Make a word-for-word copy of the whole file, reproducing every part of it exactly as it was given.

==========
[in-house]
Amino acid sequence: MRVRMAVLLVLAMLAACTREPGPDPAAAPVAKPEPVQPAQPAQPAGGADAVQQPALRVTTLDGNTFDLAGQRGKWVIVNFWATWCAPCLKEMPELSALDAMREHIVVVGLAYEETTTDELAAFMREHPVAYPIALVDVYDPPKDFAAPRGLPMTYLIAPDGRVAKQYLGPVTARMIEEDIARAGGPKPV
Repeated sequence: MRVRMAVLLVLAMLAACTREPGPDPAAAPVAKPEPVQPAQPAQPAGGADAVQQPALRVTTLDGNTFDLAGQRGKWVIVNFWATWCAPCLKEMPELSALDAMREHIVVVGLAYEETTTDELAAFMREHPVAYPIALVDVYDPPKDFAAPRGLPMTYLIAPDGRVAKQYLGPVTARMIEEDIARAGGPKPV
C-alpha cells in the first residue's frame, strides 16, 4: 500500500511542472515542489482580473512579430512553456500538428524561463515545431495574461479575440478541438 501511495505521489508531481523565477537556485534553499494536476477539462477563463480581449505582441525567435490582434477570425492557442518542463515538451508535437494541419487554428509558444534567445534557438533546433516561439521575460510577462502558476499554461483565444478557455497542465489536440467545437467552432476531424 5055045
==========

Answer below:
[in-house]
Amino acid sequence: MRVRMAVLLVLAMLAACTREPGPDPAAAPVAKPEPVQPAQPAQPAGGADAVQQPALRVTTLDGNTFDLAGQRGKWVIVNFWATWCAPCLKEMPELSALDAMREHIVVVGLAYEETTTDELAAFMREHPVAYPIALVDVYDPPKDFAAPRGLPMTYLIAPDGRVAKQYLGPVTARMIEEDIARAGGPKPV
Repeated sequence: MRVRMAVLLVLAMLAACTREPGPDPAAAPVAKPEPVQPAQPAQPAGGADAVQQPALRVTTLDGNTFDLAGQRGKWVIVNFWATWCAPCLKEMPELSALDAMREHIVVVGLAYEETTTDELAAFMREHPVAYPIALVDVYDPPKDFAAPRGLPMTYLIAPDGRVAKQYLGPVTARMIEEDIARAGGPKPV
C-alpha cells in the first residue's frame, strides 16, 4: 500500500511542472515542489482580473512579430512553456500538428524561463515545431495574461479575440478541438 501511495505521489508531481523565477537556485534553499494536476477539462477563463480581449505582441525567435490582434477570425492557442518542463515538451508535437494541419487554428509558444534567445534557438533546433516561439521575460510577462502558476499554461483565444478557455497542465489536440467545437467552432476531424 5055045